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Biochar Offered as Climate Change Reduction Tool

ATHENS, Georgia, December 17, 2008 (ENS) – Former inhabitants of the Amazon Basin enriched their fields with charcoal and transformed some of the Earth’s most infertile soils into some of the most productive. They disappeared 500 years ago, but their soil is still rich in organic matter and nutrients.

Now, scientists, environmental groups and policymakers forging the next world climate agreement see the charred organic material that they have dubbed “biochar” as a tool for replenishing soils and as a tool for combating global warming.

Christoph Steiner, a University of Georgia-Athens research scientist in the Faculty of Engineering, was a contributor to the biochar proposal submitted by the UN Convention to Combat Desertification at a side event held last week at the UN climate change conference meeting in Poland. The new climate change agreement will replace the Kyoto Protocol, which expires in 2012.

“The potential of biochar lies in its ability to sequester – capture and store – huge amounts of carbon while also displacing fossil fuel energy, effectively doubling its carbon impact,” said Steiner, a soil scientist whose research in the Amazon Basin originally focused on the use of biochar as a soil amendment.

At UGA’s Biorefinery and Carbon Cycling Program, he now investigates the global potential of biochar to sequester carbon. Steiner also serves as a consultant to the UN Convention to Combat Desertification, UNCCD, a treaty parallel to the climate change convention.

In Poland, the secretariat of the desertification convention proposed that biochar management be included in the Kyoto Protocol’s Clean Development Mechanism as a way for industrialized countries to earn certified emissions reduction credits towards meeting their greenhouse gas limits. The CDM already includes afforestation and reforestation.


Biochar is applied to land in Indonesia.
(Photo courtesy biochar.org)

The global carbon trade market must be made accessible to land managers, especially in the tropics where sustaining soil organic carbon and soil fertility is most challenging and CO2 emissions due to land use change are highest, secretariat proposes.

Steiner explains that almost any kind of organic material – peanut shells, pine chips and even poultry litter – can be burned in air-tight conditions in a process called pyrolysis. The byproducts are biochar, a highly porous charcoal that helps soil retain nutrients and water, and gases and heat that can be used as energy.

Because the carbon in biochar resists degradation, it can sequester carbon in soils for hundreds of years, making it a permanent sink – a natural system that soaks up the greenhouse gas carbon dioxide from the atmosphere.

Soils containing biochar made by ancient Amazon people still contain up to 70 times more carbon than surrounding soils and have a higher nutrient content.

Steiner said scientists estimate biochar from agriculture and forestry residues can potentially sequester billions of tons of carbon in the world’s soils.

Despite the fact that the world’s soils hold more organic carbon than that held by the atmosphere as carbon dioxide and vegetation combined, land as a factor in carbon sequestration has remained under-recognized.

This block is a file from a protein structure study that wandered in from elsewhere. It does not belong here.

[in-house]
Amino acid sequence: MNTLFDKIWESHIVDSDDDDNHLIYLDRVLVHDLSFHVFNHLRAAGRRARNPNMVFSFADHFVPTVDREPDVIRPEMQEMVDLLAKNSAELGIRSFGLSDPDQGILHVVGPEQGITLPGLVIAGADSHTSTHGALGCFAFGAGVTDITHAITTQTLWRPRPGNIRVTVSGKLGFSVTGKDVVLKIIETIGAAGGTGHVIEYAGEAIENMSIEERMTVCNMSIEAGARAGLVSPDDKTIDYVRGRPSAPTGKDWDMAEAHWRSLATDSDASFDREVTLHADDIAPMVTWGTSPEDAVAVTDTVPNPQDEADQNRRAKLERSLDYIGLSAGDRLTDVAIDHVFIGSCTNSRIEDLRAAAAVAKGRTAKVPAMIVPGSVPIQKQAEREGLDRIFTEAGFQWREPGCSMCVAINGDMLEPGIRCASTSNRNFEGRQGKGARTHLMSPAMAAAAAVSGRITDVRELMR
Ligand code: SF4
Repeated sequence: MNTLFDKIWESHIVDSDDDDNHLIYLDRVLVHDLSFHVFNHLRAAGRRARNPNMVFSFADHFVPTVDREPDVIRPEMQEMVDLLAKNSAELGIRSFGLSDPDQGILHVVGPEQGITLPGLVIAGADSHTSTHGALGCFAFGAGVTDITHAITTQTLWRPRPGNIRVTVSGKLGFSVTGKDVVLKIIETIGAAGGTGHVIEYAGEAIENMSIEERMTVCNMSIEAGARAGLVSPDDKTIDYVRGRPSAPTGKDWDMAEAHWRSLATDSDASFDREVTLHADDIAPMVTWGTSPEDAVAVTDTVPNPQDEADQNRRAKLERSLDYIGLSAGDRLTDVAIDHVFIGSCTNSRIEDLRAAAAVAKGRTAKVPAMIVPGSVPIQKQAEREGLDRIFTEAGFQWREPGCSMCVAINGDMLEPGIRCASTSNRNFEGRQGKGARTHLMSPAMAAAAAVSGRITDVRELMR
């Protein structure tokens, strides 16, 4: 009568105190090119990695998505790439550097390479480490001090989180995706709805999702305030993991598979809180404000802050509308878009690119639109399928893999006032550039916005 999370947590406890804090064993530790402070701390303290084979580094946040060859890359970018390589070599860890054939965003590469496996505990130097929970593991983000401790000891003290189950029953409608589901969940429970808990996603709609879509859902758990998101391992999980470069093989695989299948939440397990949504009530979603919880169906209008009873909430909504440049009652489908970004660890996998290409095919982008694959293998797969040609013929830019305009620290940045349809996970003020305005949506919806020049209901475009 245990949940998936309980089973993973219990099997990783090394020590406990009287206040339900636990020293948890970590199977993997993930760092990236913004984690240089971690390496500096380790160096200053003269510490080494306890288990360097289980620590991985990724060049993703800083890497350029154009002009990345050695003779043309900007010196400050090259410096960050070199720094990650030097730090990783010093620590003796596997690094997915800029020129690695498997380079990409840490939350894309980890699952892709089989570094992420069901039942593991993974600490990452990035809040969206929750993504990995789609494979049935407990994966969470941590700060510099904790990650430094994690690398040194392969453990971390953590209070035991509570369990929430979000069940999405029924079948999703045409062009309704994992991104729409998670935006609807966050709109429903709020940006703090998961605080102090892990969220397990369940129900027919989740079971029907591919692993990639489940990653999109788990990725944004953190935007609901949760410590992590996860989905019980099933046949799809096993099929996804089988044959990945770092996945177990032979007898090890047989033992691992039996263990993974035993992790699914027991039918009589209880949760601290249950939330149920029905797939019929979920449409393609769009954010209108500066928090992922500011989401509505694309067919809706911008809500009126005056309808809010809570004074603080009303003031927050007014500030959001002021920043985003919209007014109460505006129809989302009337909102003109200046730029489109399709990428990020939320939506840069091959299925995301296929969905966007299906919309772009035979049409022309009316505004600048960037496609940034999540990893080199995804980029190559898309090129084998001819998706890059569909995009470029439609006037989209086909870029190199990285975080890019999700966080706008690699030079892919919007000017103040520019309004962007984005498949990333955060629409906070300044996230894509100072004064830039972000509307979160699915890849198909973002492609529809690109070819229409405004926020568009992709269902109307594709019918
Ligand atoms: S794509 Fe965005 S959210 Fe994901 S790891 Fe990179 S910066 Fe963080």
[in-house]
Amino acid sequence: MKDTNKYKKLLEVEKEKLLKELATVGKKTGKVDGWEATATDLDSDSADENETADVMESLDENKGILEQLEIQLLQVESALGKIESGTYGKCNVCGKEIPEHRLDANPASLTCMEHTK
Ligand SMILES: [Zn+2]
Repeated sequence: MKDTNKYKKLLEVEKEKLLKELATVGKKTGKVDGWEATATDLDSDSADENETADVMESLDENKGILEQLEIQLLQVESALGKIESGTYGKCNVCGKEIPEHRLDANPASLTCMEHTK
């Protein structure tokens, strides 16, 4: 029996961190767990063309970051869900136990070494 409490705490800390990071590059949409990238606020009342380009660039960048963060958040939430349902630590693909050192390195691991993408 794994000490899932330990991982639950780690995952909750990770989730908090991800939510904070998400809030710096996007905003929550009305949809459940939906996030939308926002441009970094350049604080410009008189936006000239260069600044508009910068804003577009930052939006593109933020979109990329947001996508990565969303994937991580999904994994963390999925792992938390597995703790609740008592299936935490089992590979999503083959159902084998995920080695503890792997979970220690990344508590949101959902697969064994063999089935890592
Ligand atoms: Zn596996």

As the Earth is placed under more stress to produce food, fiber and energy, more carbon is removed from the ground and emitted into the atmosphere. A side effect of this ongoing global carbon cycle is the reduction of the soil’s fertility.

Biochar, or charcoal, is one solution to slow down and reverse the process. Biochar also avoids the disadvantages of other bioenergy technologies that deplete soil organic matter, said Steiner.

“Removing crop residues for bioenergy production reduces the organic matter accumulating on agricultural fields and thus the soil organic carbon pool, which depends on constant input of decomposing plant material,” Steiner said. “In contrast, pyrolysis with biochar carbon sequestration produces renewable energy, sequesters CO2 and cycles nutrients back into agricultural fields.”


Inside the UGA biorefinery (Photo courtesy UGA)

This unique system ideally utilizes waste biomass, and thus does not compete with food production,” said Steiner. Currently most waste biomass decomposes or is burned in the field. Both processes release carbon dioxide stored in the plant biomass – for no other use than getting rid of it. Biochar can capture up to 50 percent of the carbon stored in biomass and establishes a significant carbon sink, as long as renewable resources are used and biochar is used as a soil amendment.

In partnership with Eprida, a private company in Athens, Georgia, UGA’s Biorefinery and Carbon Cycling Program hosts a pilot thermochemical biorefinery on the university’s Athens campus. The biorefinery converts peanut hulls to hydrogen and to biochar.

To address our world’s climate change dilemma, said Steiner, “We need a carbon sink in addition to greater energy efficiency and renewable energy. Acceptance of the UNCCD proposal in Poland is a first step to make carbon trading based on biochar a reality.”

“This has not only consequences for mitigating climate change, but also for agricultural sustainability,” he said, “and could provide a strong incentive to reduce deforestation, especially in the tropics.”

To view the UN Convention to Combat Desertification proposal on biochar presented in Poland, click here [www.unccd.int].

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